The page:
Technology transfer offices

17.9 In recent years, most research organisations have established dedicated units or companies to facilitate technology transfer. These units take a variety of forms and have differing responsibilities, including obtaining patent protection, negotiating licensing and MTAs and, in some cases, establishing spin-off companies. They are also referred to by a range of titles, including ‘business liaison offices’, ‘technology transfer units’ or ‘commercialisation arms’. They may be units within the organisations or companies wholly owned by the organisation. In this chapter they are collectively referred to as ‘technology transfer offices’.

17.10 The overall functions of technology transfer offices include:

  • identifying technology developed within the organisation that may have a commercial application;

  • managing intellectual property issues, including facilitating patent applications, licensing university innovations to the commercial sector and advising on the terms of research agreements;

  • coordinating industry access to research projects within the university that require financial investment to develop the commercial potential of innovative technologies and products; and

  • offering assistance with gaining government support for research and development, including tax incentives and grant and loan schemes, such as the Australian Government R&D Start program.[5]

17.11 Technology transfer offices take different approaches to aiding technology identification and transfer. These include:

  • Taking a decentralised approach, where managers of innovation and commercial development are appointed to each faculty to assist with identifying innovative technology, to work with the faculty on business development matters and to liaise with the technology transfer office’s staff.[6] This approach allows for the development of expertise around particular areas of research and commercialisation.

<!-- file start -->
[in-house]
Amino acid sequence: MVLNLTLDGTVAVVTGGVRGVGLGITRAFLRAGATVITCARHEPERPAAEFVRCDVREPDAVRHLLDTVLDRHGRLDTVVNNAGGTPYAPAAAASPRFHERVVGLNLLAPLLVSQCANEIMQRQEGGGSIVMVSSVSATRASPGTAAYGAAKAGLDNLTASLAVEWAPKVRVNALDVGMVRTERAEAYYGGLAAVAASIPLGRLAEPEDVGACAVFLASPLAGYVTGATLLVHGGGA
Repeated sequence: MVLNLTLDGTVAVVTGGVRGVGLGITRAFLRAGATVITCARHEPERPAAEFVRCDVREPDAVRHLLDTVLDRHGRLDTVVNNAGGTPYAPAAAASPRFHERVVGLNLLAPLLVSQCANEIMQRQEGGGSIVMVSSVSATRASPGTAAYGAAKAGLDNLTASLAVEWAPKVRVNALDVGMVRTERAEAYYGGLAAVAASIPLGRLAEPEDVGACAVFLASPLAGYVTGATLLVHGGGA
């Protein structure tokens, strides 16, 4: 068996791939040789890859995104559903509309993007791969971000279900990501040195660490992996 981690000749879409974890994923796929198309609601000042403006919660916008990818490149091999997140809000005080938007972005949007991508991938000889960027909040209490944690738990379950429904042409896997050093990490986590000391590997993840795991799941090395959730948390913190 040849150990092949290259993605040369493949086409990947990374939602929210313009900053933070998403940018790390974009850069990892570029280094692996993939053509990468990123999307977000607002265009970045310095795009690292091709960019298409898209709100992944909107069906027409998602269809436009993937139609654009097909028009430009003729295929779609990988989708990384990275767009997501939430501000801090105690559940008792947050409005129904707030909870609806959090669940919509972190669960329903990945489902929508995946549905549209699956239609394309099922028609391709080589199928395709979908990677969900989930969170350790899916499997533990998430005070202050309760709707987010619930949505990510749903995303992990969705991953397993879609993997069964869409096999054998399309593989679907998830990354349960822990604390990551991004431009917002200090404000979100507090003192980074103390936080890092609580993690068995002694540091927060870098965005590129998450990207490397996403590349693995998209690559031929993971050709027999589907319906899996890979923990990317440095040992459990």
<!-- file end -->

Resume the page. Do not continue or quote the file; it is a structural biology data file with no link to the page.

• Maintaining a register of companies and consultants who are willing to assist university researchers in the management and commercial development of intellectual property.[7]

  • Taking an active role in helping researchers through the process of transfer and commercialisation, including through the provision of educational programs.[8]

[5] DP 68 provided an overview of the funding support programs available for research commercialisation: Australian Law Reform Commission, Gene Patenting and Human Health, DP 68 (2004), Ch 11.

[6] See, eg, UniQuest, About UniQuest, <> at 16 June 2004.

[7] Melbourne Research and Innovation Office, Technology Transfer, University of Melbourne, <> at 16 June 2004.

[8] For example, the Garvan Institute of Medical Research’s Business Development Unit works closely with researchers to keep abreast of research progress and runs small, focused educational seminars on intellectual property and commercialisation issues to raise awareness and increase skills: Garvan Institute of Medical Research, Consultation, Sydney, 10 September 2003; Garvan Institute of Medical Research, Consultation, Sydney, 10 September 2003.